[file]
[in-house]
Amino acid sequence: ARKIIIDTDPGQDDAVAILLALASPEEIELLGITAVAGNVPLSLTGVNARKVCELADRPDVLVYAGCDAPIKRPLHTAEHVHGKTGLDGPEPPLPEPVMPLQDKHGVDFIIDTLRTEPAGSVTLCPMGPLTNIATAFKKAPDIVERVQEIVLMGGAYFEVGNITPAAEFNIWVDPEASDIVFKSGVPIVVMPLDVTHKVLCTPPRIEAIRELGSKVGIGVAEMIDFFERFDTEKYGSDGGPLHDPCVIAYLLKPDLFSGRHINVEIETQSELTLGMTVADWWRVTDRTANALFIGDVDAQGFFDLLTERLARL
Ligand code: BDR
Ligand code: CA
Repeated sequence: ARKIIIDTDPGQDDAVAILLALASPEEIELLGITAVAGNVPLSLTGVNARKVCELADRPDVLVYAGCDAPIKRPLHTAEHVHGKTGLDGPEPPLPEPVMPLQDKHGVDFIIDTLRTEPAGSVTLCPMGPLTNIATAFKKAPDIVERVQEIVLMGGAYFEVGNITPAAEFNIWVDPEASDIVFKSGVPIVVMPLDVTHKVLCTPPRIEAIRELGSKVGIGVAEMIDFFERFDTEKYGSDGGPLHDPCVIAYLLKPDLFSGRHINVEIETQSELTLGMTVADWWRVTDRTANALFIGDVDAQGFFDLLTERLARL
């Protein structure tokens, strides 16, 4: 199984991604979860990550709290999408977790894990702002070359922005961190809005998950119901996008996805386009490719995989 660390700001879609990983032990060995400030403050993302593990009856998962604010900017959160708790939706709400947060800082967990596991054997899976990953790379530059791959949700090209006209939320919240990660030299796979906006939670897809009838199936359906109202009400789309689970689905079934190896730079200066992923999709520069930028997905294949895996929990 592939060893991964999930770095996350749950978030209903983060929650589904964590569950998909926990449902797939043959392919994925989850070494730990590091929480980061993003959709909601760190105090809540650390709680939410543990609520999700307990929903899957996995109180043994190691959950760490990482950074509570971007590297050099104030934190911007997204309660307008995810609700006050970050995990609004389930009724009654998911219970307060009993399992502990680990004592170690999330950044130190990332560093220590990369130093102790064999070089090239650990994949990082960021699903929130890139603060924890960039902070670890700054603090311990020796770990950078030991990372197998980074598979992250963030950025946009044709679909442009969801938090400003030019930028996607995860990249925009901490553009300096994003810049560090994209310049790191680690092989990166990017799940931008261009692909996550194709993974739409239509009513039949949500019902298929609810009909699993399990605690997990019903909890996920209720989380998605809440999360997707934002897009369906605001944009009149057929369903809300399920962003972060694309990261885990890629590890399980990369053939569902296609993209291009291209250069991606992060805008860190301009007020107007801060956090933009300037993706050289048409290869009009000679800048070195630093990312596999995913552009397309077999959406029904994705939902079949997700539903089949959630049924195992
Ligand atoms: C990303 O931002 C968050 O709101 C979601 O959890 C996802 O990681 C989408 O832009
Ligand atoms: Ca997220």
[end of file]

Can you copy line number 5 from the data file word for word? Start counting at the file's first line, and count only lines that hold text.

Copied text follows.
Repeated sequence: ARKIIIDTDPGQDDAVAILLALASPEEIELLGITAVAGNVPLSLTGVNARKVCELADRPDVLVYAGCDAPIKRPLHTAEHVHGKTGLDGPEPPLPEPVMPLQDKHGVDFIIDTLRTEPAGSVTLCPMGPLTNIATAFKKAPDIVERVQEIVLMGGAYFEVGNITPAAEFNIWVDPEASDIVFKSGVPIVVMPLDVTHKVLCTPPRIEAIRELGSKVGIGVAEMIDFFERFDTEKYGSDGGPLHDPCVIAYLLKPDLFSGRHINVEIETQSELTLGMTVADWWRVTDRTANALFIGDVDAQGFFDLLTERLARL